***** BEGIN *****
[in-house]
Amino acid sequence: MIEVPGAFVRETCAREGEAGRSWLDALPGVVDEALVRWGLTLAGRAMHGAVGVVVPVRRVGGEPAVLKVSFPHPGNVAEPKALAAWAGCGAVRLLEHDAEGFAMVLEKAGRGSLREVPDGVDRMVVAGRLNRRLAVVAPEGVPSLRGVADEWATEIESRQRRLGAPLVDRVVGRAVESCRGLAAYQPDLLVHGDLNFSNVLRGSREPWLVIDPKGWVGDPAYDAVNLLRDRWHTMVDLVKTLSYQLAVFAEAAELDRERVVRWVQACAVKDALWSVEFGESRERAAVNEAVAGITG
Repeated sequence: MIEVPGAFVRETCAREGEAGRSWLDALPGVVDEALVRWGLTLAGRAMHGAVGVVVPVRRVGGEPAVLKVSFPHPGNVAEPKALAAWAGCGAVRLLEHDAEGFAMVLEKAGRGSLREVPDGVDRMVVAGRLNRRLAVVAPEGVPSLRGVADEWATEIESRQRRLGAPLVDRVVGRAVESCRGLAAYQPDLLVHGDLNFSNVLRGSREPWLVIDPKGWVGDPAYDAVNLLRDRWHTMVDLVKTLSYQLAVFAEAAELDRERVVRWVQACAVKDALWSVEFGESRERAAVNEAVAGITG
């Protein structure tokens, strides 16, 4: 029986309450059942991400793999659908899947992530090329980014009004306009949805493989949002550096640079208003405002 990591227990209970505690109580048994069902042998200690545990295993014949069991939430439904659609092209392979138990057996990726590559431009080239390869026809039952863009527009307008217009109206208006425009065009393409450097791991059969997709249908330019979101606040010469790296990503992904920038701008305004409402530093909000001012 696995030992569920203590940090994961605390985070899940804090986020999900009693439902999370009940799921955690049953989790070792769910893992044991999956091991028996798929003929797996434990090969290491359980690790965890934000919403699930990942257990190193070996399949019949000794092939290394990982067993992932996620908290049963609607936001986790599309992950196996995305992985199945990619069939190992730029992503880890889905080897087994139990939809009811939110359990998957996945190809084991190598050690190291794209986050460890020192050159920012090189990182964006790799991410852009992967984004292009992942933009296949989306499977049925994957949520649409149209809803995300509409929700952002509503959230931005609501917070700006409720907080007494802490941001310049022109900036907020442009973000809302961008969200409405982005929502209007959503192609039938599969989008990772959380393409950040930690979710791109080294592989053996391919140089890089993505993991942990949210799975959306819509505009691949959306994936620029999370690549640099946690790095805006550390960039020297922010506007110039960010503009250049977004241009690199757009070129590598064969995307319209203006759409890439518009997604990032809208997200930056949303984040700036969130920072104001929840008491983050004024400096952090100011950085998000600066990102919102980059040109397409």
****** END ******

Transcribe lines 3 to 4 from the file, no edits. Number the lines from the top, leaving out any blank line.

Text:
Repeated sequence: MIEVPGAFVRETCAREGEAGRSWLDALPGVVDEALVRWGLTLAGRAMHGAVGVVVPVRRVGGEPAVLKVSFPHPGNVAEPKALAAWAGCGAVRLLEHDAEGFAMVLEKAGRGSLREVPDGVDRMVVAGRLNRRLAVVAPEGVPSLRGVADEWATEIESRQRRLGAPLVDRVVGRAVESCRGLAAYQPDLLVHGDLNFSNVLRGSREPWLVIDPKGWVGDPAYDAVNLLRDRWHTMVDLVKTLSYQLAVFAEAAELDRERVVRWVQACAVKDALWSVEFGESRERAAVNEAVAGITG
């Protein structure tokens, strides 16, 4: 029986309450059942991400793999659908899947992530090329980014009004306009949805493989949002550096640079208003405002 990591227990209970505690109580048994069902042998200690545990295993014949069991939430439904659609092209392979138990057996990726590559431009080239390869026809039952863009527009307008217009109206208006425009065009393409450097791991059969997709249908330019979101606040010469790296990503992904920038701008305004409402530093909000001012 696995030992569920203590940090994961605390985070899940804090986020999900009693439902999370009940799921955690049953989790070792769910893992044991999956091991028996798929003929797996434990090969290491359980690790965890934000919403699930990942257990190193070996399949019949000794092939290394990982067993992932996620908290049963609607936001986790599309992950196996995305992985199945990619069939190992730029992503880890889905080897087994139990939809009811939110359990998957996945190809084991190598050690190291794209986050460890020192050159920012090189990182964006790799991410852009992967984004292009992942933009296949989306499977049925994957949520649409149209809803995300509409929700952002509503959230931005609501917070700006409720907080007494802490941001310049022109900036907020442009973000809302961008969200409405982005929502209007959503192609039938599969989008990772959380393409950040930690979710791109080294592989053996391919140089890089993505993991942990949210799975959306819509505009691949959306994936620029999370690549640099946690790095805006550390960039020297922010506007110039960010503009250049977004241009690199757009070129590598064969995307319209203006759409890439518009997604990032809208997200930056949303984040700036969130920072104001929840008491983050004024400096952090100011950085998000600066990102919102980059040109397409």